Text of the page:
Royal Colony

 

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Royal Colony
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The situation of New France was deeply influenced by Louis XIV’s style of government and his decision to assume personal charge of state affairs. He centralized the military, legal, and financial administration and domesticated the aristocracy to create a successful absolutist regime.

 

After the King, the most influential decision-maker for New France was Jean-Baptiste de Colbert, controller-general of finances and minister of colonial affairs. He conducted a reform of national finances, promoted economic self-sufficiency, and built a colonial empire with a navy to defend it.

 

While New France was of course influenced by the strengthened absolutism of the French regime, in practice, the huge distance that separated the royal colony from the mother country made direct rule impossible. Royal instructions were often obsolete by the time they reached the colony; as a result, the colonial government often had to take action on its own to respond to pressing matters.

 

 

The most urgent problem of New France was security. In 1663, 1,300 troops from the Régiment de Carigan-Salières were sent to subdue the Iroquois. The Confederacy soon agreed to a peace treaty and peace was maintained for two decades, which gave the French time to strengthen their position.

 

To increase the small population, the royal government sent about 800 young women to New France, where most men were bachelors. They were the Filles du Roy, whose transport and dowry were paid by the King. Most were orphans from the Hôpital-Général de Paris and married within a few weeks (hardened bachelors were threatened with the revocation of their fur-trading license). Soldiers also made good immigrants: 400 members of the Régiment de Carigan-Sallières stayed in New France. There was an influx of indentured servants (engagés). Between 1663 and 1673, 4,000 immigrants arrived, thus doubling the population of the colony - by contrast, between 1608 and 1659, only about 5,000 immigrants had arrived.. In addition, royal encouragement was given to speed up natural increase: families of 10 children and more are given bonuses. The living conditions, better than in France, helped decrease infant mortality, thus ensuring a more rapid natural growth. The population grew from 15,000 in 1700 to 70,000 in 1763, mostly through natural increase, since only 9,000 immigrants came to New France to stay in the 150 years of French rule.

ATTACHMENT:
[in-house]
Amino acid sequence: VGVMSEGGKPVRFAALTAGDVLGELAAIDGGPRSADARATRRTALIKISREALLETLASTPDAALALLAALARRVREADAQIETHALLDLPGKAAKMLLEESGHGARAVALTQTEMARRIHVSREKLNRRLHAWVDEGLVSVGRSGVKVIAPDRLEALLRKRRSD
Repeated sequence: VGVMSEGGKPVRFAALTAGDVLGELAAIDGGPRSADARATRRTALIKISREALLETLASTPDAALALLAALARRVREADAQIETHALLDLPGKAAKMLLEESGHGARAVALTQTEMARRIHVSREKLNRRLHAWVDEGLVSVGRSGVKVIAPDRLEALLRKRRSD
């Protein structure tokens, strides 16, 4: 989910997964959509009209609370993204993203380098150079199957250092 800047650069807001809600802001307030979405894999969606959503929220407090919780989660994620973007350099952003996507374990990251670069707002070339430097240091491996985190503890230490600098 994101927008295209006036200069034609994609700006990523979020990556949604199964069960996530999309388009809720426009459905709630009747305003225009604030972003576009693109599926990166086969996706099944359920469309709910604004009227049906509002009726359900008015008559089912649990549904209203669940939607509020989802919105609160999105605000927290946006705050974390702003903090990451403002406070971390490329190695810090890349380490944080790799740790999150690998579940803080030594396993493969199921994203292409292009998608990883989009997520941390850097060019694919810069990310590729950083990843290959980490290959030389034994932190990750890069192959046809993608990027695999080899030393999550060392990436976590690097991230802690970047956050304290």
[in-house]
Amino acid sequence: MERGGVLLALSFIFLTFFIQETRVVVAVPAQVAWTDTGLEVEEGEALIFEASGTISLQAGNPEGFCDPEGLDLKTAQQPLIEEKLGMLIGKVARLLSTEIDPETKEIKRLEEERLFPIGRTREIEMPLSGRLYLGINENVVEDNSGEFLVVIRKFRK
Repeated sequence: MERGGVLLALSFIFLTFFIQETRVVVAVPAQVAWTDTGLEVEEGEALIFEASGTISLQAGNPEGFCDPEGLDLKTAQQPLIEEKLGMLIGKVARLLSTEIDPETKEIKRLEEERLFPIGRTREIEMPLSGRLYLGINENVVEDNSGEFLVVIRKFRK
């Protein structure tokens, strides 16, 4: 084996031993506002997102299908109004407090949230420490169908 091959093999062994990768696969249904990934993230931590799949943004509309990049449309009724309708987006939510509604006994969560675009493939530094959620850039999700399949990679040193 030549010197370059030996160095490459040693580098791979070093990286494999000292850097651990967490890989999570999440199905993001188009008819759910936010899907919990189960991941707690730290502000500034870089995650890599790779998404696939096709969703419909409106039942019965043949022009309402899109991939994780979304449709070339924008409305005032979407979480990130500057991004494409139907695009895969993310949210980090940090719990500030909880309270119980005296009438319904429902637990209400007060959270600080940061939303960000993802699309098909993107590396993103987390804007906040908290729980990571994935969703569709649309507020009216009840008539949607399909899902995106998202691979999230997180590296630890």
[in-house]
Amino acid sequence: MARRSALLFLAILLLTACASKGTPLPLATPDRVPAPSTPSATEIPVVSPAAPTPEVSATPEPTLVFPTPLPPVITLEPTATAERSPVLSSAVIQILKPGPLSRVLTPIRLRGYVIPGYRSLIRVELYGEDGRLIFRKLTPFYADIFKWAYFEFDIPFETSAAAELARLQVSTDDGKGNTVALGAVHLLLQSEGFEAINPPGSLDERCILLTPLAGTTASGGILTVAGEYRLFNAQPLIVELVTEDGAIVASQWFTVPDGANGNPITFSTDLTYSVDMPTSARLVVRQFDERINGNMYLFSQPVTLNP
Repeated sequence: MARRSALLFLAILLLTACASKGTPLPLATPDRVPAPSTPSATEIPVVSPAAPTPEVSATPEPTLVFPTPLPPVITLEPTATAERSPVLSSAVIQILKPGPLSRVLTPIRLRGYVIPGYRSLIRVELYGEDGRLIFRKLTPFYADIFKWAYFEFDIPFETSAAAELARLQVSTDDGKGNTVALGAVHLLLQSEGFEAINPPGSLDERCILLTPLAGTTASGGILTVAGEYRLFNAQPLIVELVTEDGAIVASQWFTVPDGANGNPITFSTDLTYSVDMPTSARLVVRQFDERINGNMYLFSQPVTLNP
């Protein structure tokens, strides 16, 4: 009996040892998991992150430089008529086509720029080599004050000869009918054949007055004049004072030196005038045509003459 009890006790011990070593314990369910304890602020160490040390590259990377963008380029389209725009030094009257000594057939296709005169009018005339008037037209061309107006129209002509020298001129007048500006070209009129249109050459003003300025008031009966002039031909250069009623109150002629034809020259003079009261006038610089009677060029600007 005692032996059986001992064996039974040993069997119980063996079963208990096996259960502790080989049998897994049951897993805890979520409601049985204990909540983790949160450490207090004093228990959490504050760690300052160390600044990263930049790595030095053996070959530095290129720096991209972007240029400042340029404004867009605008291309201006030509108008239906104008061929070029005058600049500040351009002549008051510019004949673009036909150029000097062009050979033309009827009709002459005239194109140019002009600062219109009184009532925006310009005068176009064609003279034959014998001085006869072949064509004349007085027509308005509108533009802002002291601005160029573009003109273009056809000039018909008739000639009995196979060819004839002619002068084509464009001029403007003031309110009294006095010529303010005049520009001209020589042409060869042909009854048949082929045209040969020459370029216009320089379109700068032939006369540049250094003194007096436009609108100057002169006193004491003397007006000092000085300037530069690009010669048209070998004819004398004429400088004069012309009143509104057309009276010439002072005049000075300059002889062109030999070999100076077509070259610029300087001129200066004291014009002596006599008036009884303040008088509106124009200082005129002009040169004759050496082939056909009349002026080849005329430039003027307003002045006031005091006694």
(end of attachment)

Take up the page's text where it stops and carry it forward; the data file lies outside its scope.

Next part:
The royal government paid little attention to Acadia, held by the English from 1654 to 1670, when it was returned to France and a governor was appointed. The very weak French presence left the territory in the hands of the native Micmac and Abenaki tribes.